This morning, a 60-year-old teacher stopped into the CBC’s Sydney studio with a donation for the station’s Christmas campaign in support of Nova Scotia food banks.
Information Morning host Steve Sutherland took the occasion to quiz her about the teacher’s pending job action. In the banter that followed, the teacher made several veiled references to “working conditions.” Sutherland, who has a gift for drawing people out, pressed for details: What exactly is it about the working conditions, he asked. The teacher hemmed and hawed before blurting out, “It’s accessibility!”
She went on to complain about the inclusion of children with disabilities in regular classrooms, calling them “violent” and “disruptive.” She portrayed their presence in the classroom as a burden.
This is one teacher. Our schools have many educators who welcome all children to their classrooms, and work beautifully with everyone. But there is an ugly underbelly to the teachers’ dispute, a persistent whisper campaign against the inclusion of children with Down syndrome, autism, cerebral palsy, attention deficit disorder, and other circumstances that set them apart from so-called normal classmates.
Some teachers want a return to the days when students with special needs were delivered to school in shortbuses and segregated in isolated classrooms with nothing to inspire or challenge them. Out of sight, out of mind, hope, potential, friendship, and love.
A few weeks ago, CTV-Atlantic hinted at this undercurrent with one of those witless online polls that superficially resemble legitimate surveys but actually serve as platforms for extreme views. The poll’s short list of ways to solve “problems in the classroom,” included a “return to the model of special classes for students with special needs.”
Jenn Power, regional leader of L’Arche Canada (and, disclosure, my daughter-in-law), responded in a Facebook post that, “students with disabilities are not ‘problems in the classroom’ and segregating them at the end of the corridor will NOT fix anything.”
Diversity, when properly supported, enhances learning for ALL students. Inclusion works for students with and without disabilities.
My boys – and all folks with disabilities – have human rights, and these include the right to an education with their peers. Aside from our Charter of Rights and Freedoms, which guarantees protection from discrimination based on (among other things) disability, Canada has ratified the UN Convention on the Rights of Persons with Disabilities.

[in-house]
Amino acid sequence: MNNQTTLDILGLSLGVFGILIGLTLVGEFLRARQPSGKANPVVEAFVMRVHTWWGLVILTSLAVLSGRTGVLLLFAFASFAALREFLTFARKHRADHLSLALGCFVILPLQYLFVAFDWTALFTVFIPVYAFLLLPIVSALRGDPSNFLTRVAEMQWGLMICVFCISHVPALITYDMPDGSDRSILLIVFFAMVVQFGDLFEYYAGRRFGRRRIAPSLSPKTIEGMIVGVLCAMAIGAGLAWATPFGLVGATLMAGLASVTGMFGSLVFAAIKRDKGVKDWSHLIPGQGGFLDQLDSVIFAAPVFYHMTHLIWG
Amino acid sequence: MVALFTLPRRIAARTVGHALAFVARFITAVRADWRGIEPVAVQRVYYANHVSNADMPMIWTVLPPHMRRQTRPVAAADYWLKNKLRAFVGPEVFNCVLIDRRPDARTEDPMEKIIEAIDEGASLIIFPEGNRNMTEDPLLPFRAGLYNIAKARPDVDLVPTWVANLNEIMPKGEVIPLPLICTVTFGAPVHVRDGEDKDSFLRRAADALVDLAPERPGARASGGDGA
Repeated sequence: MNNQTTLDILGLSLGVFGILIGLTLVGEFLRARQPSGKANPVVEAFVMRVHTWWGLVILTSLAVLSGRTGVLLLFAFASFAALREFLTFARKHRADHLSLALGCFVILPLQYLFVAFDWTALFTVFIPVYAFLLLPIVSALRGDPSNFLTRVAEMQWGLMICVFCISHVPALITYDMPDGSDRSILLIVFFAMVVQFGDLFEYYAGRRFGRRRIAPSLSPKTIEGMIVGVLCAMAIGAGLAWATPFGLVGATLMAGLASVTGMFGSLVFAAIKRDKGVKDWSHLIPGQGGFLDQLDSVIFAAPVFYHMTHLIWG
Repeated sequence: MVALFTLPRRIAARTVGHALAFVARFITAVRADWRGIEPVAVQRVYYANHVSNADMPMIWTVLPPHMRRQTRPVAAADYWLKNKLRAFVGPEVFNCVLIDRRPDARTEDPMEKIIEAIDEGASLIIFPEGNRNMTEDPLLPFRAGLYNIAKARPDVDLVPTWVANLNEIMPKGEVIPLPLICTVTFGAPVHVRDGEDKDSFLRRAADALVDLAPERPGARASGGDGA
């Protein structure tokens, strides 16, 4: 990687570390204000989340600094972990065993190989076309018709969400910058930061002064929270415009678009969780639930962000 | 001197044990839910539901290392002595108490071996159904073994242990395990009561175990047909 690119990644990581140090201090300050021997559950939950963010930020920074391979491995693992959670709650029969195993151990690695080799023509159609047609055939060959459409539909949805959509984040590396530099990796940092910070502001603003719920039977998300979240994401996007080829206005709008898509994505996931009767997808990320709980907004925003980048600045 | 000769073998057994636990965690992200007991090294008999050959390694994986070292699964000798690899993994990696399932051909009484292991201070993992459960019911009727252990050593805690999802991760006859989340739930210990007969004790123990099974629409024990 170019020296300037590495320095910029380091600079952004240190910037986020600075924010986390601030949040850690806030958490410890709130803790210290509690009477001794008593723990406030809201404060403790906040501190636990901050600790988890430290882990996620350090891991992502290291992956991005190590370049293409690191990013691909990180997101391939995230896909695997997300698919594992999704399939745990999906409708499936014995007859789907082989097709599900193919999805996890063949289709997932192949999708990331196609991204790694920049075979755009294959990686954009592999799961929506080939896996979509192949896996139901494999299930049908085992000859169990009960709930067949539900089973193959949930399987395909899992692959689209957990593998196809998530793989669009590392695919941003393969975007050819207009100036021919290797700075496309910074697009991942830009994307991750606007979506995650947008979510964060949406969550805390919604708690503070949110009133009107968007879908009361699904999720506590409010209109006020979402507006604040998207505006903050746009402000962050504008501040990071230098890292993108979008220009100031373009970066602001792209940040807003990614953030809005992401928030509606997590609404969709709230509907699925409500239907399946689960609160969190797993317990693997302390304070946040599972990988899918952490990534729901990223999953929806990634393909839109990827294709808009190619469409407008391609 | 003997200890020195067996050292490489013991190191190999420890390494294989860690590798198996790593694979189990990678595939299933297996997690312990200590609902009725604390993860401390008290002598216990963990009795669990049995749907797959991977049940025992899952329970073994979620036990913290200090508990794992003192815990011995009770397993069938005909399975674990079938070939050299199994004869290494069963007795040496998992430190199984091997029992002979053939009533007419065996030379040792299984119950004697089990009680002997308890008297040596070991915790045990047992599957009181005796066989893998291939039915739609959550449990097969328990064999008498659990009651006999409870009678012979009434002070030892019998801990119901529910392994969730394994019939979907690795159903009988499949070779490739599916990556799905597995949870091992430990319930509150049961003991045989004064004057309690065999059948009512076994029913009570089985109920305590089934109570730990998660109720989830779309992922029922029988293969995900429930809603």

This document (which y’all should read) requires Canada to ensure that:
- Persons with disabilities are not excluded from the general education system on the basis of disability, and that children with disabilities are not excluded from free and compulsory primary education, or from secondary education, on the basis of disability;
- Persons with disabilities can access an inclusive, quality and free primary education and secondary education on an equal basis with others in the communities in which they live;
- Reasonable accommodation of the individual’s requirements is provided;
- Persons with disabilities receive the support required, within the general education system, to facilitate their effective education;
- Effective individualized support measures are provided in environments that maximize academic and social development, consistent with the goal of full inclusion.
If you know someone with a developmental handicap who attended Nova Scotia schools in the 1950s or ’60s, ask them what that experience was like. Chances are they hated school. They hated being treated as different and less valued. They hated being segregated into separate rooms with little to do and no chance to form friendships with their schoolmates.
Not so Power’s twin boys (who are also my grandsons), pictured at right waiting for the bus on the first day of school this fall. They love school, and they’re always delighted when school days return after a break.
Josh and Jacob live with Down syndrome and autism. This present challenges in the classroom, but also gifts for all concerned. When their shared birthday rolls around, a dozen classmates show up to join the party. Josh and Jacob gain the camaraderie of shared experiences and friendships; their classmates gain a lifelong lesson in diversity and human value.
A return to the antediluvian practices of the ’50s and ’60s would be a monstrous step backwards. It would also be a unconstitutional violation of the human rights of children.
The Nova Scotia Teachers’ Union must clearly and firmly disavow the whisper campaign and affirm its commitment to the equal educational rights of all Nova Scotia children. Anything less, and the union forfeits any rightful claim to public support.